I learned basic HTML, built on that with CSS, and learned a little PHP. From there, I learned about Drupal (a content management system) and content modules and website design and evaluation.

These skills contributed directly to advancements in my career as one of my clients has made me their web editor, responsible for utilizing knowledge management skills in maximizing their website content and traffic. I also inferface with Drupal’s main competitor—Joomla—on a daily basis. I use my content management system skills to improve the frequency of updates and therefore the freshness of my client’s website. I was part of a team that launched their new website, did troubleshooting for them, and continues to de-bug the site on an ongoing basis in addition to posting new content regularly. Because of my success in those areas, the company has also made me a project manager, spearheading webinars and other web-based activities.

The evolution of my interest in information science is evident in my portfolio, and reflects the real-world work opportunities I am encountering.

I hope to continue to employ the knowledge I have gained at Dominican with clients in the future. I would love to start a community of practice in a future position. The paper I wrote, Communities of Practice: A Knowledge Management Power Tool, provides an overview of what a community of practice is, sample case studies, and criticisms related to communities of practice. This is an area that is still ripe for development and I look forward to employing this tool in the future. It’s one of the strongest pieces in my portfolio, I believe.

During my time at Dominican, I have come to appreciate many aspects of library science and librarianship that I had not given much thought to previously. I am looking forward to graduating and pursuing a career track that is not exactly typical of library students but I will continue to support public libraries in any way I can, including volunteering my time and energy.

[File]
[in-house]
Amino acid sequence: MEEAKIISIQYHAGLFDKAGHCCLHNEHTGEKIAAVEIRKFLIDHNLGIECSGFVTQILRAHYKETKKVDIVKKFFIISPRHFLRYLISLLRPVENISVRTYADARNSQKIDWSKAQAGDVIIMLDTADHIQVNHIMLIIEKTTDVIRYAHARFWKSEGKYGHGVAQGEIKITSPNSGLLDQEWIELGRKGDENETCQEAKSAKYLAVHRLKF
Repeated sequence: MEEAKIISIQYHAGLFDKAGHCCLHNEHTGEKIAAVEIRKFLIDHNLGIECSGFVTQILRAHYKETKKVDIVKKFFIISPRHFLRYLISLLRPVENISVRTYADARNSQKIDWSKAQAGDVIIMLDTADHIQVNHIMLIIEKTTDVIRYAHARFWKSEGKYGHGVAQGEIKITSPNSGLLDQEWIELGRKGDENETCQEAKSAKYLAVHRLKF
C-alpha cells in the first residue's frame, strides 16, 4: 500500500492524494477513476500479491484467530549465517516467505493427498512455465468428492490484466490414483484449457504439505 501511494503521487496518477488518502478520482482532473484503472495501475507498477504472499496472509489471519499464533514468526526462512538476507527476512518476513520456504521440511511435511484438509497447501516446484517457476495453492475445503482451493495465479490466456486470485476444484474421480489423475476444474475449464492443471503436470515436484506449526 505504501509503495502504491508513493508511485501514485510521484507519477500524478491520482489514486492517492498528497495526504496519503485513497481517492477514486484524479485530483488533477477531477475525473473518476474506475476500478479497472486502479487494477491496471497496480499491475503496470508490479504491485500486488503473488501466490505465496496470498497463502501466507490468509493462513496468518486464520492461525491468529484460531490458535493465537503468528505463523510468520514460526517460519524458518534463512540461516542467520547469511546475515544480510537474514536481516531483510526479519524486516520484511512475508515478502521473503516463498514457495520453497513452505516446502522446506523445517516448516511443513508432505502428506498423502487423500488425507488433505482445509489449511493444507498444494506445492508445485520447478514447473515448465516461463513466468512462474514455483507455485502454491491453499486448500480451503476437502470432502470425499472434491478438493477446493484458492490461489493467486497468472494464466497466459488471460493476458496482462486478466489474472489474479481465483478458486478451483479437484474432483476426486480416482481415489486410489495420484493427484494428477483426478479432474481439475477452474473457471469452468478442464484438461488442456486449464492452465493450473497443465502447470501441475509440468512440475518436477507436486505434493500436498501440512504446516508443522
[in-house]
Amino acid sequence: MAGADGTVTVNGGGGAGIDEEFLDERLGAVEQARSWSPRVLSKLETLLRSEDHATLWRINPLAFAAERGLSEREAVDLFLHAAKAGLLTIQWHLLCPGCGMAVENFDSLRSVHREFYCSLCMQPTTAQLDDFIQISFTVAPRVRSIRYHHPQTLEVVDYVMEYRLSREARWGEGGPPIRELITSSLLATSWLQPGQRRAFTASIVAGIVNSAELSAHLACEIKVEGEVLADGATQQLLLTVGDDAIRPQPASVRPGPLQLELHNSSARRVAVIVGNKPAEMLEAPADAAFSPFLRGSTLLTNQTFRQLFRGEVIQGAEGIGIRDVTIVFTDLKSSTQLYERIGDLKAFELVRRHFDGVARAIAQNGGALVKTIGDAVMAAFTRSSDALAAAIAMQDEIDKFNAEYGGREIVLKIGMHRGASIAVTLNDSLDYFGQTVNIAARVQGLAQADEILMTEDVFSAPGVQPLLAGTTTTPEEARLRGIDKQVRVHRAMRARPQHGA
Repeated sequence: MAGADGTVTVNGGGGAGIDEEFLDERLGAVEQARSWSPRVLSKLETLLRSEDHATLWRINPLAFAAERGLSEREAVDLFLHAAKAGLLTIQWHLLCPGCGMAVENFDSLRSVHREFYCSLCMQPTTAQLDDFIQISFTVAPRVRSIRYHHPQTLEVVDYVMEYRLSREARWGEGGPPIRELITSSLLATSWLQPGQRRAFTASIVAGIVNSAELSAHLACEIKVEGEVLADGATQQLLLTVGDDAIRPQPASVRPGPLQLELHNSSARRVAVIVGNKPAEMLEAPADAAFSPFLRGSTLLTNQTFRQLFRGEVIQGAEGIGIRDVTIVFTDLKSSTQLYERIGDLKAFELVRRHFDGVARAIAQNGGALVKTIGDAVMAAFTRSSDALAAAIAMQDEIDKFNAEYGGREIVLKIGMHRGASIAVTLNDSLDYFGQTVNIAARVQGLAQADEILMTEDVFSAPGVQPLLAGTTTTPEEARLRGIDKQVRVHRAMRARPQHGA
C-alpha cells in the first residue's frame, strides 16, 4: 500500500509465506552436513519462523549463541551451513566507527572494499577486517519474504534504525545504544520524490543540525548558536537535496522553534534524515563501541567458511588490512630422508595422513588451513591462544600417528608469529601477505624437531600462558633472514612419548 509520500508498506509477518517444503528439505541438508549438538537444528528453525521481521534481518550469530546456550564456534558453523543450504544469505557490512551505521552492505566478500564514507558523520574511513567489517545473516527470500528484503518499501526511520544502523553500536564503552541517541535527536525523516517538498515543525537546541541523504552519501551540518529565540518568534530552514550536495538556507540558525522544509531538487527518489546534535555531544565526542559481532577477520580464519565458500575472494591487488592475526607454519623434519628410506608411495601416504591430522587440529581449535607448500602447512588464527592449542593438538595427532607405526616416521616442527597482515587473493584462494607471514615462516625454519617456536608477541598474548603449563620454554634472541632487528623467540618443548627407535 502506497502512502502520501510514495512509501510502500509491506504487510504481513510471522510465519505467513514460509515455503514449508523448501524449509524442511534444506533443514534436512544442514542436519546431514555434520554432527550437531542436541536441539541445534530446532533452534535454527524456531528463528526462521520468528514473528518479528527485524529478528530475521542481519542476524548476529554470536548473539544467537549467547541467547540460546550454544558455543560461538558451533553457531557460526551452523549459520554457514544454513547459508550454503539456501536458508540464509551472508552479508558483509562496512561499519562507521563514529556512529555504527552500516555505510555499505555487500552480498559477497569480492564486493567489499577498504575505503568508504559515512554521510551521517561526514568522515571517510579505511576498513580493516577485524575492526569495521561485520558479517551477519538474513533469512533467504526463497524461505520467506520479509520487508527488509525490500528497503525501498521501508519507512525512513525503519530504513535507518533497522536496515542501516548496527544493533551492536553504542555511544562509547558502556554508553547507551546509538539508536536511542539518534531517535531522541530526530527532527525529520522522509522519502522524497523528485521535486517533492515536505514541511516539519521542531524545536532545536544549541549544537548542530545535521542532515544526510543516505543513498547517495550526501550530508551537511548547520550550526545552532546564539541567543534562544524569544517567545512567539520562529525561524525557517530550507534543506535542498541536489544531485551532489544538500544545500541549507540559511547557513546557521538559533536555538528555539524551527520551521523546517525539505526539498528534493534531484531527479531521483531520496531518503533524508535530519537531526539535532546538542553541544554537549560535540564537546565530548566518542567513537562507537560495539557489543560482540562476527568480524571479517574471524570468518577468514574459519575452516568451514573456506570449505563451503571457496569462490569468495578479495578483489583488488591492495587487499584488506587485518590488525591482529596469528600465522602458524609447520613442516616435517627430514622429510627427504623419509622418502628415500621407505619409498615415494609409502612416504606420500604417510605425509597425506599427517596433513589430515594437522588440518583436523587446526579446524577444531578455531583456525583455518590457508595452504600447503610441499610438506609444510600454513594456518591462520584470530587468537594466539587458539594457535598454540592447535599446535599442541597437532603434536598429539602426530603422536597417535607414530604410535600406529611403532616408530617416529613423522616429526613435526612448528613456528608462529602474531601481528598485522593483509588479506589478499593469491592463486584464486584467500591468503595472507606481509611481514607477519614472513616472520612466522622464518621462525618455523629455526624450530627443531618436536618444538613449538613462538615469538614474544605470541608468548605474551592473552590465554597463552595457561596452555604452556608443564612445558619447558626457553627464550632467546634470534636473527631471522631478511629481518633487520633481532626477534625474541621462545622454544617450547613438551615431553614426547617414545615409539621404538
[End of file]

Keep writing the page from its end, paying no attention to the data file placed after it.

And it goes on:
One of the ways I plan to extend information science in my personal realm is in advocacy and education. I educate my clients on how they can better communicate to their audience, either online or in print. I provide concise and clear social media representation, and I find the best way to provide access to information is via clear communication. It’s our job to create a bridge from information to individuals in our communities.

The first paper I wrote for graduate school was a response to the article “Is Google Making Us Stupid?” The concept of new technology providing access to information but not necessarily knowledge has been a theme throughout my graduate school education. The fact of the matter is that people are barraged with information on a daily basis and it’s our job as information science professionals to help weed out the noise, provide clear pathways to information, operate with informational integrity, and do it all with a strong sense of service and purpose.

That is what I will take from my time at Dominican.